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School of Medicine
Conditions We Treat: Long QT Syndrome (LQTS)
Long QT Syndrome (LQTS) is a rare malfunction in the way the heart cells recharge after producing electricity. This malfunction can lead to a dangerous arrhythmia causing fainting or even sudden death.
Long QT Syndrome: What You Need to Know
- LQTS is either inherited or acquired (acquired LQTS is usually drug induced). Symptoms sometimes occur only under a combination of factors, such as several drugs taken together.
- Diagnosis is usually via electrocardiogram (ECG/EKG) or blood tests for electrolyte imbalances.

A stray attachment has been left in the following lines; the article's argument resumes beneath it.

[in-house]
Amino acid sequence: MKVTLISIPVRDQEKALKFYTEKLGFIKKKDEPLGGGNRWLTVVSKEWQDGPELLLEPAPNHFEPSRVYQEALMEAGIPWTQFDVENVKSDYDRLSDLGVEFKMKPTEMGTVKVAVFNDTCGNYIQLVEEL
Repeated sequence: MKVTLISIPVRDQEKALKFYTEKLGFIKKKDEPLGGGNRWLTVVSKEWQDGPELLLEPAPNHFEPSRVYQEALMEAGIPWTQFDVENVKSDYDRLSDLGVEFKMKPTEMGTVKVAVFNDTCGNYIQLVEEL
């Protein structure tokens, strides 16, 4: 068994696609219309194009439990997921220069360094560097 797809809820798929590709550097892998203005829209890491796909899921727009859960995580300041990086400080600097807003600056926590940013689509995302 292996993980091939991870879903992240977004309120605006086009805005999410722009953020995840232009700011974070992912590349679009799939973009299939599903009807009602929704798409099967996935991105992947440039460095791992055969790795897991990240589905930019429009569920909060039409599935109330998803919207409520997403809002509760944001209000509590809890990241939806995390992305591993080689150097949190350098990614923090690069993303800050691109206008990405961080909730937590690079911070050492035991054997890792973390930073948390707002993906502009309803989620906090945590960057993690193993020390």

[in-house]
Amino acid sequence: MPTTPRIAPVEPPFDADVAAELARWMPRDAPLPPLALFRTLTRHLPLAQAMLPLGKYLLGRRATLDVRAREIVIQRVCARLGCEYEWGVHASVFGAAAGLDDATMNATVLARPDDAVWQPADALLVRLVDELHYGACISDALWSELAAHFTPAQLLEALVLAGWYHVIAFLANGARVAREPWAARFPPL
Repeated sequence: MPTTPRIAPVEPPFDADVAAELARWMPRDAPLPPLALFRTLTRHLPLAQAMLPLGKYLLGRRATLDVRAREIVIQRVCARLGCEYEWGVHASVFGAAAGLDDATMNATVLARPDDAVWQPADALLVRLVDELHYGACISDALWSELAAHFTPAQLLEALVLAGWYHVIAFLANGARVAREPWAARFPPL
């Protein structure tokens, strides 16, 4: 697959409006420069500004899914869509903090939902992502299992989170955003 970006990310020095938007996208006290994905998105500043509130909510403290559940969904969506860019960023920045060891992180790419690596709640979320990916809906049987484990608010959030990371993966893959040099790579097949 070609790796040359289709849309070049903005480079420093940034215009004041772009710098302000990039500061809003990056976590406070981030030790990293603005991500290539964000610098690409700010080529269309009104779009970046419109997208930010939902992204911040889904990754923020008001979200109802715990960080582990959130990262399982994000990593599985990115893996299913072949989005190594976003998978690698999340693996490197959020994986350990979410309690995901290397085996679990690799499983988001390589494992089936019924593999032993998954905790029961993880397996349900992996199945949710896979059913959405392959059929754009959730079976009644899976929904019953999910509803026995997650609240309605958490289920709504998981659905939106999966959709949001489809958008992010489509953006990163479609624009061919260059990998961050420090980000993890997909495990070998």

- If you have been diagnosed with inherited LQTS, your family members should be tested as well.
- The goals of treatment are to improve the ability of the heart cells to generate an electrical charge and/or to stabilize the heart's rhythm using an implanted device.
The "QT" in long QT syndrome refers to the waves on an electrocardiogram, which are labeled P, Q, R, S and T. Q through T represent the recharging of the cells after a heart-muscle contraction.
Why choose Johns Hopkins Heart and Vascular Institute for treatment of long QT syndrome?
Our electrophysiologists are experts at the diagnosis and treatment of this rare condition.Meet our physicians:
Our Specialty Centers
The Johns Hopkins Center for Inherited Diseases counsels and screens patients and their families at risk for LQTS.Learn more about the Center for Inherited Heart Diseases.
Our Patient Care
Kim Bauhs was about to address a meeting when she collapsed in cardiac arrest. Only the persistence of Johns Hopkins physicians helped Kim confront a life-saving diagnosis.Read Kiim's story.